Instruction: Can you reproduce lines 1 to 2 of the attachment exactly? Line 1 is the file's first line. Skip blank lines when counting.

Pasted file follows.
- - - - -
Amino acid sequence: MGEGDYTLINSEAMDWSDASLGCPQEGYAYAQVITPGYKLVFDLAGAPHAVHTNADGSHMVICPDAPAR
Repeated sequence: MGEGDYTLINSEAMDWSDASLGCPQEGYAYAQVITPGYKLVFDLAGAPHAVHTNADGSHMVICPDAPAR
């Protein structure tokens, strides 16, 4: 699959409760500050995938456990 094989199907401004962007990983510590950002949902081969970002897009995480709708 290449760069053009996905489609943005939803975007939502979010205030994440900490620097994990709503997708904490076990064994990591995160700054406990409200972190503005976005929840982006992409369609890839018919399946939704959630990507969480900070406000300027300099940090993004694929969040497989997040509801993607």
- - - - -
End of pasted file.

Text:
Amino acid sequence: MGEGDYTLINSEAMDWSDASLGCPQEGYAYAQVITPGYKLVFDLAGAPHAVHTNADGSHMVICPDAPAR
Repeated sequence: MGEGDYTLINSEAMDWSDASLGCPQEGYAYAQVITPGYKLVFDLAGAPHAVHTNADGSHMVICPDAPAR